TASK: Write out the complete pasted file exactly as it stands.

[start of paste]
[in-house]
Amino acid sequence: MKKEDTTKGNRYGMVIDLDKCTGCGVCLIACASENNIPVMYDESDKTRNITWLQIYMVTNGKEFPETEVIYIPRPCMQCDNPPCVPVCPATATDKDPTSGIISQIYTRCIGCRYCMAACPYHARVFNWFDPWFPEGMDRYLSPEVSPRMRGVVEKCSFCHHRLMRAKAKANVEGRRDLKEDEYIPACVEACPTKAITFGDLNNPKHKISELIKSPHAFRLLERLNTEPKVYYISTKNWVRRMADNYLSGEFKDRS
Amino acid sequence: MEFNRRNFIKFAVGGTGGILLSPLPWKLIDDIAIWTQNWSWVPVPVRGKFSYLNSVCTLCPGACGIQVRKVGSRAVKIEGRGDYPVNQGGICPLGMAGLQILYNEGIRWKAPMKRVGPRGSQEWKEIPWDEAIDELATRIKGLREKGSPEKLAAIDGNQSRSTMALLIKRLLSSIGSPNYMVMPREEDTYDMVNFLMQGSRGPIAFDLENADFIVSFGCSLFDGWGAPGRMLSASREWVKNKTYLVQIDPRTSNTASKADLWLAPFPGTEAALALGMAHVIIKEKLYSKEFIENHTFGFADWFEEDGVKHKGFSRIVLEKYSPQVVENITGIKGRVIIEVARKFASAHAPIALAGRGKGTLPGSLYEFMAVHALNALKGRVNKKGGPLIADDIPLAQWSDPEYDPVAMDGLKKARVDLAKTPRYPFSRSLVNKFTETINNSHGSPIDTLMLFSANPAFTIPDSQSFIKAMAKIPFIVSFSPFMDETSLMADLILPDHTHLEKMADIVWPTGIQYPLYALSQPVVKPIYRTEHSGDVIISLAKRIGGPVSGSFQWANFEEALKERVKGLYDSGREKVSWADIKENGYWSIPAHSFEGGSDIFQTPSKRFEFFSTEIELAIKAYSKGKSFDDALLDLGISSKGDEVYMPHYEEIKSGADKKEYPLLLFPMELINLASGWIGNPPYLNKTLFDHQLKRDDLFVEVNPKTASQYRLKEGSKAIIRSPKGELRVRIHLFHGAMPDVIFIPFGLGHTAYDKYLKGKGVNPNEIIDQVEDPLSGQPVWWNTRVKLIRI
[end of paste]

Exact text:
[in-house]
Amino acid sequence: MKKEDTTKGNRYGMVIDLDKCTGCGVCLIACASENNIPVMYDESDKTRNITWLQIYMVTNGKEFPETEVIYIPRPCMQCDNPPCVPVCPATATDKDPTSGIISQIYTRCIGCRYCMAACPYHARVFNWFDPWFPEGMDRYLSPEVSPRMRGVVEKCSFCHHRLMRAKAKANVEGRRDLKEDEYIPACVEACPTKAITFGDLNNPKHKISELIKSPHAFRLLERLNTEPKVYYISTKNWVRRMADNYLSGEFKDRS
Amino acid sequence: MEFNRRNFIKFAVGGTGGILLSPLPWKLIDDIAIWTQNWSWVPVPVRGKFSYLNSVCTLCPGACGIQVRKVGSRAVKIEGRGDYPVNQGGICPLGMAGLQILYNEGIRWKAPMKRVGPRGSQEWKEIPWDEAIDELATRIKGLREKGSPEKLAAIDGNQSRSTMALLIKRLLSSIGSPNYMVMPREEDTYDMVNFLMQGSRGPIAFDLENADFIVSFGCSLFDGWGAPGRMLSASREWVKNKTYLVQIDPRTSNTASKADLWLAPFPGTEAALALGMAHVIIKEKLYSKEFIENHTFGFADWFEEDGVKHKGFSRIVLEKYSPQVVENITGIKGRVIIEVARKFASAHAPIALAGRGKGTLPGSLYEFMAVHALNALKGRVNKKGGPLIADDIPLAQWSDPEYDPVAMDGLKKARVDLAKTPRYPFSRSLVNKFTETINNSHGSPIDTLMLFSANPAFTIPDSQSFIKAMAKIPFIVSFSPFMDETSLMADLILPDHTHLEKMADIVWPTGIQYPLYALSQPVVKPIYRTEHSGDVIISLAKRIGGPVSGSFQWANFEEALKERVKGLYDSGREKVSWADIKENGYWSIPAHSFEGGSDIFQTPSKRFEFFSTEIELAIKAYSKGKSFDDALLDLGISSKGDEVYMPHYEEIKSGADKKEYPLLLFPMELINLASGWIGNPPYLNKTLFDHQLKRDDLFVEVNPKTASQYRLKEGSKAIIRSPKGELRVRIHLFHGAMPDVIFIPFGLGHTAYDKYLKGKGVNPNEIIDQVEDPLSGQPVWWNTRVKLIRI